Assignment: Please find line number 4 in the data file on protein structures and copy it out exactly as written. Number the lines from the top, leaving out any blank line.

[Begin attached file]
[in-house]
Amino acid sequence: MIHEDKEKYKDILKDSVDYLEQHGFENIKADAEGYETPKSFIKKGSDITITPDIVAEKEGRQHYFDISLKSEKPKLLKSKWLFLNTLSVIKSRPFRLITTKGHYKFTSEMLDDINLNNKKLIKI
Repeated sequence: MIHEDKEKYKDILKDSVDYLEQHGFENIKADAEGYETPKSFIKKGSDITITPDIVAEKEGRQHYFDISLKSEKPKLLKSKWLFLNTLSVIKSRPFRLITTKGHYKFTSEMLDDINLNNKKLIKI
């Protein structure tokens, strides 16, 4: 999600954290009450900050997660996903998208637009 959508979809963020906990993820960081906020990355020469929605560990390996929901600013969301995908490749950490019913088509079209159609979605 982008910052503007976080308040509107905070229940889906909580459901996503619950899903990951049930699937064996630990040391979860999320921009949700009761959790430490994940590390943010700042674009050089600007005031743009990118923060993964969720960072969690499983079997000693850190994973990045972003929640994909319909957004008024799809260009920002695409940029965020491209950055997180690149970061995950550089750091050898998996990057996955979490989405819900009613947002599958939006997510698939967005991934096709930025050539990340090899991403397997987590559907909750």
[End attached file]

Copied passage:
């Protein structure tokens, strides 16, 4: 999600954290009450900050997660996903998208637009 959508979809963020906990993820960081906020990355020469929605560990390996929901600013969301995908490749950490019913088509079209159609979605 982008910052503007976080308040509107905070229940889906909580459901996503619950899903990951049930699937064996630990040391979860999320921009949700009761959790430490994940590390943010700042674009050089600007005031743009990118923060993964969720960072969690499983079997000693850190994973990045972003929640994909319909957004008024799809260009920002695409940029965020491209950055997180690149970061995950550089750091050898998996990057996955979490989405819900009613947002599958939006997510698939967005991934096709930025050539990340090899991403397997987590559907909750």